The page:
On top of avoiding surrendering prized young players like Derek Stepan and Michael Del Zotto in yesterday’s blockbuster trade, GM Glen Sather also did an effective job of keeping the Rangers in good shape with the salary cap.
The Rangers are now on the hook for the remaining six-years, $46.8 million of the eight-year, $62.4 million contract Rick Nash inked with Columbus in 2009, but they still have plenty of room to operate.
Some thoughts on the financial impact of the deal:
It should come as no surprise, but Glen Sather fleeced a rival general manager yet again.
After months of speculation and negotiations, Sather’s patience finally paid off this afternoon as the Rangers completed a trade for Rick Nash. Derek Stepan wasn’t involved in the deal, neither were Michael Del Zotto, Chris Kreider or Ryan McDonagh.
There are two bits of news today, which is rare for late July. The first is that the Rangers have traded forward Casey Wellman to the Florida Panthers for a fifth round pick in the 2014 draft. Wellman was initially acquired with a conditional seventh round pick from the Minnesota Wild in exchange for Erik Christensen. In the end, the Rangers essentially dealt Christensen for two draft picks, which is a solid return for a waiver-wire pickup.
Also, the bigger news of the day is that Shane Doan is indeed in New York visiting the team. He is meeting with management to work on a deal that could potentially bring the winger to Broadway, assuming he doesn’t stay in Phoenix. This is likely just another step in the process of Doan exploring all of his options. He won’t make a decision any time soon, but it’s good to know the Rangers are at least doing what they need to do to woo him.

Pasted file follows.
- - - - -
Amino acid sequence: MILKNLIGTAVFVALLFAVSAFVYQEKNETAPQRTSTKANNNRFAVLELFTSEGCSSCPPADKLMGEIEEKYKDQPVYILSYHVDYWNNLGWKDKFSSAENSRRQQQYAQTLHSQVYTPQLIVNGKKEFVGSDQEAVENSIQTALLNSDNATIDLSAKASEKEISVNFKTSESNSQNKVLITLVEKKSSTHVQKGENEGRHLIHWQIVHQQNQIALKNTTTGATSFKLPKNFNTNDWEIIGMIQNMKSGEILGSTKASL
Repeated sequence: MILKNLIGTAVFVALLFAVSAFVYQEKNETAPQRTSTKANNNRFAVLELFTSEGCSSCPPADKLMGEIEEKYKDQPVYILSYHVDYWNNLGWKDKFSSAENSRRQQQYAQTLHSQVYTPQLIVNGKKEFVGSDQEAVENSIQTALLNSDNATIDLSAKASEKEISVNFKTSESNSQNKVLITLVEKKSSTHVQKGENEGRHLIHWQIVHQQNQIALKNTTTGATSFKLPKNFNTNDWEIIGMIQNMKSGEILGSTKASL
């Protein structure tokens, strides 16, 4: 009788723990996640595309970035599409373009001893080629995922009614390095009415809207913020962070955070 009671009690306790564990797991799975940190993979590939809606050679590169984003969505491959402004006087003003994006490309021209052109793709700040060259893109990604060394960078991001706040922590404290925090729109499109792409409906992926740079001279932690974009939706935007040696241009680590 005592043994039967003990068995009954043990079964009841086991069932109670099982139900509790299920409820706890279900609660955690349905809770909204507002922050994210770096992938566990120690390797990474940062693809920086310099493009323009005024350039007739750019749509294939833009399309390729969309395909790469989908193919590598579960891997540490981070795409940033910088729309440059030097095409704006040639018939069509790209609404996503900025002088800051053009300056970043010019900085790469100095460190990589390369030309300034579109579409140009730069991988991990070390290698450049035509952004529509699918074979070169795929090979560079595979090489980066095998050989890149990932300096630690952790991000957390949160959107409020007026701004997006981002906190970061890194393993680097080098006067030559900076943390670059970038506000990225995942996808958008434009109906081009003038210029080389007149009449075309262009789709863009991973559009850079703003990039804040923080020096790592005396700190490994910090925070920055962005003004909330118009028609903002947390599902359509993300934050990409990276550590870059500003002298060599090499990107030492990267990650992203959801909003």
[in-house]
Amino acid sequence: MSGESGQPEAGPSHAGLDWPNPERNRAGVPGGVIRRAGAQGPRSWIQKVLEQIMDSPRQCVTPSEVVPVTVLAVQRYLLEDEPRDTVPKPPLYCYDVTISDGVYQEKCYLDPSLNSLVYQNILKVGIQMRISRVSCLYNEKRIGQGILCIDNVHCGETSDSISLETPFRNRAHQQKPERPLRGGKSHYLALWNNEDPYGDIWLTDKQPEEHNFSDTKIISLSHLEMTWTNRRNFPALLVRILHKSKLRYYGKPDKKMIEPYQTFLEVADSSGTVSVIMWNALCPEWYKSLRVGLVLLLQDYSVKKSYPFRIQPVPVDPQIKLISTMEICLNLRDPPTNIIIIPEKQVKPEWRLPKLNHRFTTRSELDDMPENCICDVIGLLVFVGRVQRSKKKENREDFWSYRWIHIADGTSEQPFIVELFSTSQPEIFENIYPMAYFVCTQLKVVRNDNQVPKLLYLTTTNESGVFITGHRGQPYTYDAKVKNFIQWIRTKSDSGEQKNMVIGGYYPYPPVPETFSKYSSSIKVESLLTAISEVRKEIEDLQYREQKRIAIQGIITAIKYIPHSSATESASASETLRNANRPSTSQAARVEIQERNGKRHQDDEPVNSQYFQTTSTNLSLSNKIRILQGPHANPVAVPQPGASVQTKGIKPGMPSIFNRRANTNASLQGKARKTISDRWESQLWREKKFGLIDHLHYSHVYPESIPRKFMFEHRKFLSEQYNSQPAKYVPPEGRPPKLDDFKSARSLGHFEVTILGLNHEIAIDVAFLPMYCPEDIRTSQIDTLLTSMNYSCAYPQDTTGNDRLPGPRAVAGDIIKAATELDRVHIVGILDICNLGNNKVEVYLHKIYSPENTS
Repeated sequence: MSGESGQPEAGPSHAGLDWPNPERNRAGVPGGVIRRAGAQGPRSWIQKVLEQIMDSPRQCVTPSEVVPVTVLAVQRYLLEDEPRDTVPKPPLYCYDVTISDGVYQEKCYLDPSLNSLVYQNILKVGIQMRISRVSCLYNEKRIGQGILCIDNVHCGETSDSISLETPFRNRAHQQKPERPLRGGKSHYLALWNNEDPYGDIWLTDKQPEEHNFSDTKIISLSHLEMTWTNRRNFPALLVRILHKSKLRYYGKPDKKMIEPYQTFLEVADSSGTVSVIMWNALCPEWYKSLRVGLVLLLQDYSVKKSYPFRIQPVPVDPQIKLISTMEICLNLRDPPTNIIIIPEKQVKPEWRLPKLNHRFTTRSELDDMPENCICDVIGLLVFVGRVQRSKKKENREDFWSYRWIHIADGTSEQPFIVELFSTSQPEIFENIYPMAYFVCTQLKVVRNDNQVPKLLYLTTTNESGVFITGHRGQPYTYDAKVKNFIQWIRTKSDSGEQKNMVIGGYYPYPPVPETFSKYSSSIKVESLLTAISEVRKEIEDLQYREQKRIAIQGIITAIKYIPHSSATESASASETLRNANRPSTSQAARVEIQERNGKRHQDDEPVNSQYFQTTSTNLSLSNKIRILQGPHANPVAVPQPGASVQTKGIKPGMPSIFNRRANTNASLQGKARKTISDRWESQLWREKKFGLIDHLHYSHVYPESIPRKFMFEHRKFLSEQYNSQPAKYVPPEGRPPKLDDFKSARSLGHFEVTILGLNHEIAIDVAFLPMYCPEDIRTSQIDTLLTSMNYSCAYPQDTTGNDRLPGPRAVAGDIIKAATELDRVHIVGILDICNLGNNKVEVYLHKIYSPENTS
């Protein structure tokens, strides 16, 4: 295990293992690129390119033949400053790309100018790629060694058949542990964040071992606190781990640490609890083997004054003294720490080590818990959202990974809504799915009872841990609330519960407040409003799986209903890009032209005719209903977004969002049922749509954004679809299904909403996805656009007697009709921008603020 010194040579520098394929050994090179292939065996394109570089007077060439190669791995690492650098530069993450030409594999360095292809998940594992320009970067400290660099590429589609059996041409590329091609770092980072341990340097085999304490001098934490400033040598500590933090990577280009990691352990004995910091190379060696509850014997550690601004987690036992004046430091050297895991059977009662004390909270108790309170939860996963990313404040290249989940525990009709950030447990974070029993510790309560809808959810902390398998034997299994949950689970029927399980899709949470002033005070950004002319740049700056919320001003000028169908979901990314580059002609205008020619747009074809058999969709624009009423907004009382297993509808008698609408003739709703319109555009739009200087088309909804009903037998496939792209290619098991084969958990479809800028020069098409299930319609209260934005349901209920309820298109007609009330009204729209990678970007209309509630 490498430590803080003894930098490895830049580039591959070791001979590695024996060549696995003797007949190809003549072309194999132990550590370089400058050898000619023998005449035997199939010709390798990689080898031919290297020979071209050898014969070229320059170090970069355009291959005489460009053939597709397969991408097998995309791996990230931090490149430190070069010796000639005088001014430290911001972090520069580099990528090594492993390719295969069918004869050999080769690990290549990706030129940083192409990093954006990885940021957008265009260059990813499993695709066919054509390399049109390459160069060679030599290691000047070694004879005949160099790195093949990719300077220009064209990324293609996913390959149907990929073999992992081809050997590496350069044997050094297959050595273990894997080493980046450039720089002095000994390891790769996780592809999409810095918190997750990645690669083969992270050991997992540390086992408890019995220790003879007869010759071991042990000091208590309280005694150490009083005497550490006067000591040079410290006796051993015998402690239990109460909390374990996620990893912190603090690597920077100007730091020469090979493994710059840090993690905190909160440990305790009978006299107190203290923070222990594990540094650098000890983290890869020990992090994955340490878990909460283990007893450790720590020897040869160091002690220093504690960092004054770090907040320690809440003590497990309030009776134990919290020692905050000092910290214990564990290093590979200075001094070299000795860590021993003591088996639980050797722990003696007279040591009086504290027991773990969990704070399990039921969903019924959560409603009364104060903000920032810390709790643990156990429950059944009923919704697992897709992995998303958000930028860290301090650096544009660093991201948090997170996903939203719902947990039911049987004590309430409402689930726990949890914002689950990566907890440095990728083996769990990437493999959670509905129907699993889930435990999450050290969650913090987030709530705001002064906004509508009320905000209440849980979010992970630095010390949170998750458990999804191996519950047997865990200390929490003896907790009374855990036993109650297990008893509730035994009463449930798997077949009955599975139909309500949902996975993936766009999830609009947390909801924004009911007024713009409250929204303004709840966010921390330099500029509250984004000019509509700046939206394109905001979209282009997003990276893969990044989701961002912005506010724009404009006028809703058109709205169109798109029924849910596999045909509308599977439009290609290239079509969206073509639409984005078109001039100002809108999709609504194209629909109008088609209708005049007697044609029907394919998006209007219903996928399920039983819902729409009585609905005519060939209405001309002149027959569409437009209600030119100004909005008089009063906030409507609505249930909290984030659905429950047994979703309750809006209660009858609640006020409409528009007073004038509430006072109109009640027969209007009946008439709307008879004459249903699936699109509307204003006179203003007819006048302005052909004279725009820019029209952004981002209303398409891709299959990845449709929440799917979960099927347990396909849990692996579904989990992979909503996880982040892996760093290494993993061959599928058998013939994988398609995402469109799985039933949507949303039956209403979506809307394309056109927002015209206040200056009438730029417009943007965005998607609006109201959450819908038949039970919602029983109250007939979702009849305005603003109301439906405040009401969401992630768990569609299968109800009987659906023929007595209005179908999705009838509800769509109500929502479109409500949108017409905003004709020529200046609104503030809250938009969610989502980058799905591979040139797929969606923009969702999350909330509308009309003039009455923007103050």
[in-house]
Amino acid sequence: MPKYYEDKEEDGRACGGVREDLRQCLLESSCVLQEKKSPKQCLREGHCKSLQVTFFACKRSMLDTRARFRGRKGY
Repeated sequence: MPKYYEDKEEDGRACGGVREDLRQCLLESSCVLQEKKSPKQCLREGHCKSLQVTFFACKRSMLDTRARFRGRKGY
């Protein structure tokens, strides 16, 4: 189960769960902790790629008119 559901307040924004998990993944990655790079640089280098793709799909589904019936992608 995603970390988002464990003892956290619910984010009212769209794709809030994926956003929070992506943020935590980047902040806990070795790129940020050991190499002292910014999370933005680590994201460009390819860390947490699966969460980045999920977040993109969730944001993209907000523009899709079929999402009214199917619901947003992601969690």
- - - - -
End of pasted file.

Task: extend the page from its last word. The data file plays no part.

Though it has repeatedly been reported that GM Glen Sather considers Derek Stepan “untouchable,” that hasn’t stopped many from debating whether he should be included in trade offers for superstars like Rick Nash and Bobby Ryan.
Anaheim is specifically seeking a #2 center-man as part of a package for Ryan and has almost certainly requested Stepan from the Rangers (if the Ducks considered Artem Anisimov or Brandon Dubinsky to be suitable second-line pivots, it’s very likely that Ryan would already be a Blueshirt).
So should Sather actually consider dealing Stepan for Ryan? There is an argument to be made for each side.
You’ll recall that Ryan was in the thick of swirling trade winds in November, but the firing of coach Randy Carlyle quashed those discussions for the 2011-2012 season.
But now McKenzie reports that Murray is again at least willing to discuss Ryan’s availability, even if Anaheim isn’t actively shopping him.
Make no mistake; the Ducks aren’t in a position where they must dump Ryan quickly as Columbus is with Rick Nash. However, it does make sense for Murray to consider trade offers for a couple of reasons:
As expected, other options have begun to emerge as potential solutions for the Rangers’ offensive woes outside of Zach Parise and Rick Nash. Parise has already declared his disinterest in signing with the Rangers and Columbus’s asking price for Nash is still through the roof, but there are other players that could help supplement the Blueshirts’ attack.
Trade rumors are building steam as the draft approaches and it does seem as though some significant names could be available. One of particular interest is Winnipeg Jets left wing Evander Kane.
The 20-year-old, a restricted free agent, is reportedly unwilling to negotiate a new contract with Winnipeg, spurring speculation that he could be trade bait this week.
Plenty of teams would heavy interest, but if Kane is indeed available, GM Glen Sather should get Winnipeg GM Kevin Cheveldayoff on the phone.
Kane was drafted fourth overall in 2009 and is still younger than Chris Kreider and Derek Stepan. He has only begun to scratch the surface of his ability, yet has put up goal totals of 14, 19 and 30 in his first three seasons with the Jets/Thrashers.